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Using Credit Cards Wisely

Credit plays an important part in our lives. In fact, the Federal Reserve Bank reported that in 1968, consumers’ total credit debt was $8 billion; today that number exceeds $974 billion.1

It is easier now more than ever to get a credit card. Most consumers receive several credit card offers a day, and those that don’t receive an offer may find one on the Internet.

Credit cards provide consumers with immediate buying power when they are short on cash, which can really help in an emergency. Unfortunately, 19 percent of Americans still spend more than they earn, causing great strain on their bottom line.2 So, although using credit is convenient and easy to use, you must use it wisely to protect your financial future.

Here are some important credit card usage tips to consider.

Don’t just collect credit cards to have more money to spend. Statistics show that on average, American consumers carry nearly four credit cards per person.3 Not only will you have the potential for overspending, but you will be charged interest rates on each card and will be responsible for repayment.

Save all of your receipts and reconcile them with your monthly credit card statement. Report any discrepancies immediately.

Plan to pay off your balance each month to avoid interest and other fees. If you cannot, do not make additional purchases on your card until you can do so.

Keep your balance low. How much you owe comprises 30 percent of your credit score. So, maintaining a lower percentage of your outstanding balance - or better yet, no balance - is always the best advice to follow.  If you must maintain a balance on your card, try to keep it to no more than 30 percent of your credit limit.4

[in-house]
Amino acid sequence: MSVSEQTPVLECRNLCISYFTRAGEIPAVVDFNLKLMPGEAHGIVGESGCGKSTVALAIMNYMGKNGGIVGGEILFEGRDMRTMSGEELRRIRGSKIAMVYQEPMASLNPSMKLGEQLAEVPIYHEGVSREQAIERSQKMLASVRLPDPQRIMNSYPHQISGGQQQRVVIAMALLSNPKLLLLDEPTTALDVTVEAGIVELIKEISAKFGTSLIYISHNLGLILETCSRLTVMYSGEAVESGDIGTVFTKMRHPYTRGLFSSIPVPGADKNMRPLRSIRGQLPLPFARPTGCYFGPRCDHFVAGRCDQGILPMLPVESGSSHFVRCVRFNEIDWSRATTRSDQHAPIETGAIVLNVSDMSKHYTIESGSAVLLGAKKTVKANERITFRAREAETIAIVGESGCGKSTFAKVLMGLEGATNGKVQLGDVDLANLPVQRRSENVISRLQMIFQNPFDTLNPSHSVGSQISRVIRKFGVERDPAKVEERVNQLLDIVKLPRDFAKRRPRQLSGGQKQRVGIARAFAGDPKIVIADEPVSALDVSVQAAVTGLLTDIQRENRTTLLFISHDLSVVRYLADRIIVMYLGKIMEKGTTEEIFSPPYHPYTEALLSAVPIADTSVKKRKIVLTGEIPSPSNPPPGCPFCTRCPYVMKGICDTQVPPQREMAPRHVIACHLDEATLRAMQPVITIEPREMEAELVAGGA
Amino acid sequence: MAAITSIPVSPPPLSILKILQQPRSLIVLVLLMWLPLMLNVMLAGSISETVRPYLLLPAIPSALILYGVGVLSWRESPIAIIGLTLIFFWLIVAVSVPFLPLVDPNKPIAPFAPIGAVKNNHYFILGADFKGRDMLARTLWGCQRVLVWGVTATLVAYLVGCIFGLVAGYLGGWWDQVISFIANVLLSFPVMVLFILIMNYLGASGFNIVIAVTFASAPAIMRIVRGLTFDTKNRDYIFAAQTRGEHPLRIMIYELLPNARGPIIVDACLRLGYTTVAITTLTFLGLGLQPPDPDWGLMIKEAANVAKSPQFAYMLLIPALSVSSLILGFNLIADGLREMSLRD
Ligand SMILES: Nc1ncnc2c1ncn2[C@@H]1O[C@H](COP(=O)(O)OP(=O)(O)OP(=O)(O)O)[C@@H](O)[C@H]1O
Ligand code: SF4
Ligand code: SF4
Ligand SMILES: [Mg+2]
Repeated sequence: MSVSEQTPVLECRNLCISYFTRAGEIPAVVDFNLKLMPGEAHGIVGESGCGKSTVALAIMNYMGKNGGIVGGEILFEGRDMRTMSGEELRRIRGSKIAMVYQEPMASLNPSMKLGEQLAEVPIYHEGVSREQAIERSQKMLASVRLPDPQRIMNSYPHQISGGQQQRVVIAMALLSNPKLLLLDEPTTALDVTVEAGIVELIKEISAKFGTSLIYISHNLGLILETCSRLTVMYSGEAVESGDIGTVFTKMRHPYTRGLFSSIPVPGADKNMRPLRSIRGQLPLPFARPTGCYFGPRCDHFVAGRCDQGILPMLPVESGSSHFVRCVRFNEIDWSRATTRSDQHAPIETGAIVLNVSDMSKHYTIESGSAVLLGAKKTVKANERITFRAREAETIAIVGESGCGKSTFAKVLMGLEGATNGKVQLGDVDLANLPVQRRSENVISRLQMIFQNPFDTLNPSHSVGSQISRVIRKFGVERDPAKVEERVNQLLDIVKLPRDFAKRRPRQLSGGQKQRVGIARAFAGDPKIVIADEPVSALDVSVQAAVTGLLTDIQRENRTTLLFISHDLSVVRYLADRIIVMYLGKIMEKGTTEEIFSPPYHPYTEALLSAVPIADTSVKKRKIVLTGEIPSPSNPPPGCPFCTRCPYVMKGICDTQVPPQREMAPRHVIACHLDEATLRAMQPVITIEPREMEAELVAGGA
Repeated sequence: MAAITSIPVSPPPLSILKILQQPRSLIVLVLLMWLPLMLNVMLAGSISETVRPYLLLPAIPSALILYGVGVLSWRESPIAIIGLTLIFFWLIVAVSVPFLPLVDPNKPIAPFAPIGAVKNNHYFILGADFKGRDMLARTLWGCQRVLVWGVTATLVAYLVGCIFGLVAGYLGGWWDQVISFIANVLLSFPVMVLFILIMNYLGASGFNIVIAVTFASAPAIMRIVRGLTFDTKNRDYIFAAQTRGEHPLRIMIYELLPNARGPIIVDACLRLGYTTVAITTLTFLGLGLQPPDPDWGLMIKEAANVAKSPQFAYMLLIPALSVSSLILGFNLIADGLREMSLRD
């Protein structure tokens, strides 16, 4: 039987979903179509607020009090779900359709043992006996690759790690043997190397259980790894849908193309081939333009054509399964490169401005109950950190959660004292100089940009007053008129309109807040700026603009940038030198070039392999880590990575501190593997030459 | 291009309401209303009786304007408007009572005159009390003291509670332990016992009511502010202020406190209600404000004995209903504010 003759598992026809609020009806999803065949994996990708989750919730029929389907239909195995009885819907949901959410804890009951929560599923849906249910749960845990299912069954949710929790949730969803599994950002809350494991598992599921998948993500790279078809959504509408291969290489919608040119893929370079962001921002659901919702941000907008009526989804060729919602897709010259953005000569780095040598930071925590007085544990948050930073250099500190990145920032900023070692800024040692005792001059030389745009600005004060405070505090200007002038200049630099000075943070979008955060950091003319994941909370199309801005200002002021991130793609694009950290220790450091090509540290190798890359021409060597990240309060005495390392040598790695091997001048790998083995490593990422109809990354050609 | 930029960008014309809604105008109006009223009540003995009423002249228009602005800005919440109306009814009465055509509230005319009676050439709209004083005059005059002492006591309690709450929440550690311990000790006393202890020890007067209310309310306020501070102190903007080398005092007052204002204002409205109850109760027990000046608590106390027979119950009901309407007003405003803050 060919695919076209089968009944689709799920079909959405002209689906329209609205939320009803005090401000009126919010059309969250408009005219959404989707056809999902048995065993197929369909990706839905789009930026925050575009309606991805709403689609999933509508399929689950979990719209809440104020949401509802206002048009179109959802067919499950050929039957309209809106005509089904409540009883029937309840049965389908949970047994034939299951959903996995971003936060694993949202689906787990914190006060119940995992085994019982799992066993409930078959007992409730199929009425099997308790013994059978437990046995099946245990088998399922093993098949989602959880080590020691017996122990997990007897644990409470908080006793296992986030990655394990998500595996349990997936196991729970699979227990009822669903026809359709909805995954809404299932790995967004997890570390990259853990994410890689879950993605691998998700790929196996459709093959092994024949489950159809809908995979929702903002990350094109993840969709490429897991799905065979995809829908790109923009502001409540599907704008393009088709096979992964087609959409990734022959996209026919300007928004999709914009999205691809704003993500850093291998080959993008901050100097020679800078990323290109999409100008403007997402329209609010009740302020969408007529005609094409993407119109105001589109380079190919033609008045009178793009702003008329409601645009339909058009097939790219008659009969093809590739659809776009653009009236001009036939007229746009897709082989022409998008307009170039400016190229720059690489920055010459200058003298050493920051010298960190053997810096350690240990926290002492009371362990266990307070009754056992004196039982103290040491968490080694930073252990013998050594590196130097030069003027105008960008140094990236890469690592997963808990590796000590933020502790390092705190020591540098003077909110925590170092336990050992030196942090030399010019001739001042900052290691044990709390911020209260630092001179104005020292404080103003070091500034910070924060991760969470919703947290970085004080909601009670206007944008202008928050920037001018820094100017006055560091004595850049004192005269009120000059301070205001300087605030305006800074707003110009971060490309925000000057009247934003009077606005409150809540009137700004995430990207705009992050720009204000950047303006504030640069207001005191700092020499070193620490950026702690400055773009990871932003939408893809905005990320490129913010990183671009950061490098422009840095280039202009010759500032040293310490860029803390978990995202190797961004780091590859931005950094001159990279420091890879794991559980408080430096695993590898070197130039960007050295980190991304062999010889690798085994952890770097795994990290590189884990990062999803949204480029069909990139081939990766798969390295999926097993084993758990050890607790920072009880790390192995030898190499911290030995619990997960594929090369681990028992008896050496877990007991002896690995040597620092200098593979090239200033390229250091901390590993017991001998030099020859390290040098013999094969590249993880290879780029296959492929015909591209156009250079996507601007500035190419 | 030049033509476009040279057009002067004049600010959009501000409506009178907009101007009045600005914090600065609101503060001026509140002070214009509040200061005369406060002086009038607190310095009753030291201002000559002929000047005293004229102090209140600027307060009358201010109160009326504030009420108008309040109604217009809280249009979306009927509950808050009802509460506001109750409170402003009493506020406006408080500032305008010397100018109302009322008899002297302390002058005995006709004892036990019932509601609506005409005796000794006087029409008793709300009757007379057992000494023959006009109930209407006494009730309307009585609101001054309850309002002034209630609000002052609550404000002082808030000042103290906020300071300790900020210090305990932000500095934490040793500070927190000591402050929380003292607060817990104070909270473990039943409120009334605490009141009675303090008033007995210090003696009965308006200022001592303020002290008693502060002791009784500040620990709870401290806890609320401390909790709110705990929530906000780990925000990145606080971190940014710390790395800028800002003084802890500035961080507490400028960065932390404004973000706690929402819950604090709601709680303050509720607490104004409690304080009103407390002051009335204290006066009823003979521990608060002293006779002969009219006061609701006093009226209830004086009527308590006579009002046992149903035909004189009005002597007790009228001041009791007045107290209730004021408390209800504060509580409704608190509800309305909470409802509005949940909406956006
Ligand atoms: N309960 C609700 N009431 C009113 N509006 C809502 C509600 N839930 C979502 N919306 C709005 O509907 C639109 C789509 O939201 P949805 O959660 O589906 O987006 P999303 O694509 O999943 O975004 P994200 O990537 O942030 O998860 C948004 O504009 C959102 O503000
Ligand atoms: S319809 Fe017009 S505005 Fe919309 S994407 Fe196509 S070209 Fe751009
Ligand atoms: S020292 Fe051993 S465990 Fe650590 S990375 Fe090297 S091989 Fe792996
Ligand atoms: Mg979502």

Always make the payment before the due date to avoid late fees and interest charges.

Don’t use your credit card for everyday purchases like groceries or fast food. Instead, use a debit card, which will automatically debit your checking account and keep your balance low. In 2015, statistics showed that the average household as a credit card balance of $15,675.5 Think about the interest charges associated with this balance.

Don’t give out your credit card number over the phone unless you initiate the call and know for certain that the recipient is a legitimate source.

Always keep your credit card account number and the phone number of the creditor’s service line at home in case of a lost or stolen card. If your card is lost or stolen, you should contact your creditor immediately.

Be aware of all fees associated with a credit card prior to accepting an offer. If you have any questions about the fees, be sure to ask prior to signing any type of document. If an offer seems too good to be true, it probably is.

With the increase in identity theft in the United States, it is also a good practice to review your credit report at least once a year. Federal law states that you have the right to one free credit report per year.

Your credit score is a reflection of your payment history, outstanding debt, types of credit you have, the number of inquiries to your credit report, and the length of time you have maintained credit. Typically, your score is reported on a scale of 300 to 900, with a median score of 750. If something seems out of the ordinary, you should call your creditor or credit report agency immediately to investigate the issue further.

For more information on the FACT Act and your credit report rights, click here.

Credit is a part of our everyday life. It is important that you establish credit and keep at least one credit card for emergencies or for such purposes as establishing a line of credit for a utility or lease contract. The key is to control your expenses so credit is a benefit to your financial future.

Sources:

  1. http://www.federalreserve.gov/releases/g19/current/
  2. http://www.federalreserve.gov/2015-report-economic-well-being-us-households-201605.pdf
  3. http://www.creditcards.com/credit-card-news/ownership-statistics.php
  4. http://www.creditcards.com/credit-card-news/carrying-card-balance-boost-credit-score-dumb-advice-1294.php
  5. https://www.nerdwallet.com/blog/credit-card-data/average-credit-card-debt-household/

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